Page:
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Fiction: the primeval simulation programme

Writing.ie | Member Blog


Sheila Turner Johnston

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Maker of Footprints is set in the north of Ireland, which is a wonderful place to play out the dilemmas, loves and tragedies of ordinary people. For far too long we have been a place apart, a place black with bad memories. It is time to show that we are a people with pride in ourselves, our achievements and our potential; not defined by our past and always known by it – even in fiction – but known by what we make of our present and what we offer to our future.

I believe fiction has a significant role to play in this. Stories have a history almost as old as mankind itself. Think of the Epic of Gilgamesh, The Tain, Beowulf, the parables of Jesus and the fables of Aesop.

Fiction is a matchless way of chasing the truth. It is the primeval simulation programme, needing no computer and software to run. By telling stories we can tease out wisdom and truth through the lives of others, through their experiences and how they deal with the hand that fate deals them.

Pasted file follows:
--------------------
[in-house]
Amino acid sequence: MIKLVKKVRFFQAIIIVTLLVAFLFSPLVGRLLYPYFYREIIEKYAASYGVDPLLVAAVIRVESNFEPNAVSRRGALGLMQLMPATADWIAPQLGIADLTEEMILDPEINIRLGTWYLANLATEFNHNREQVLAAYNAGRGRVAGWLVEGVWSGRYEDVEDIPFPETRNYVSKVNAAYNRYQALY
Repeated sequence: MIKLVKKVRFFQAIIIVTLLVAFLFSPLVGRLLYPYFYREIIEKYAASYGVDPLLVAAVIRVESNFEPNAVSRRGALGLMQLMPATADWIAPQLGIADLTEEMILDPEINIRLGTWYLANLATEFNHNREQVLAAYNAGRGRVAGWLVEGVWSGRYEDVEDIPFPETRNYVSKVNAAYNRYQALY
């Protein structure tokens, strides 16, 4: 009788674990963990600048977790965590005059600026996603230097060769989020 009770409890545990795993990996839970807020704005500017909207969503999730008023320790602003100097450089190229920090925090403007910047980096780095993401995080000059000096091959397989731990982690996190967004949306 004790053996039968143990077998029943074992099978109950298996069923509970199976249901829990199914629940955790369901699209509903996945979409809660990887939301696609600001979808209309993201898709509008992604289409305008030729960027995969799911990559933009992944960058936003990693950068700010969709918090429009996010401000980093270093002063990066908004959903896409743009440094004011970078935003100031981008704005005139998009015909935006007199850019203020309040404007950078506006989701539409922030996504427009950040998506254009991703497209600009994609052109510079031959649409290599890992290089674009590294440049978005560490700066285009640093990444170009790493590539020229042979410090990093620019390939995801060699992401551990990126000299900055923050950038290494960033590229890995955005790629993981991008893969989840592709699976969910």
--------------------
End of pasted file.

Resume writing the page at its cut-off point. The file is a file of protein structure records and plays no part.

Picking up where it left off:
In Maker of Footprints I have tried to explore the themes of selfishness, of a desire for personal freedom which exists in tension with the need for safety in the moral conventions in which our upbringing may enclose us. As Jenna Warwick discovers as her story unfolds along with that of Paul Shepherd, there is much to be lost if we categorise ourselves too narrowly. As Jenna says at one point:

“I don’t think any of us knows who we are or what we can do. There’s a part of us that can’t speak until something speaks to it. Wakes it up and speaks its language.”

Writing this story had its highs and lows. When I felt I had portrayed something in exactly the way I wanted to portray it – that was a high. When I felt I was writing rubbish – and that was most of the time – it plunged me into a depression. But that’s the nature of the writing game.

There was no low however, to compare with the night I lost a whole chapter because, unknown to me, my computer was failing to save my file. I’m paranoid about backing up my work and at about 2.30 one morning I finished a chapter (I work in chapters) after struggling for hours to get it just right. I closed it to copy it to my pen drive before going to bed. It disappeared, vanished. I did all I could to find it, searched my hard drive etc. It wasn’t there. I knew that if I went to sleep, all my wonderful phrases would disappear for ever. So I stayed up all the rest of that night and rewrote it. I recalled all but 200 words out of about 3,500. It was Chapter 14. About an hour before we should have been getting up, I crawled into bed and burst into tears on my husband’s shoulder. He was most sympathetic. I think most husbands suffer from wet shoulders from time to time!

My elder son asked me some time ago if I had any ambitions. I said that I felt, after years of writing in various genres, that I would like to write a novel. He said to me simply “Well, then you should.”

So I did.

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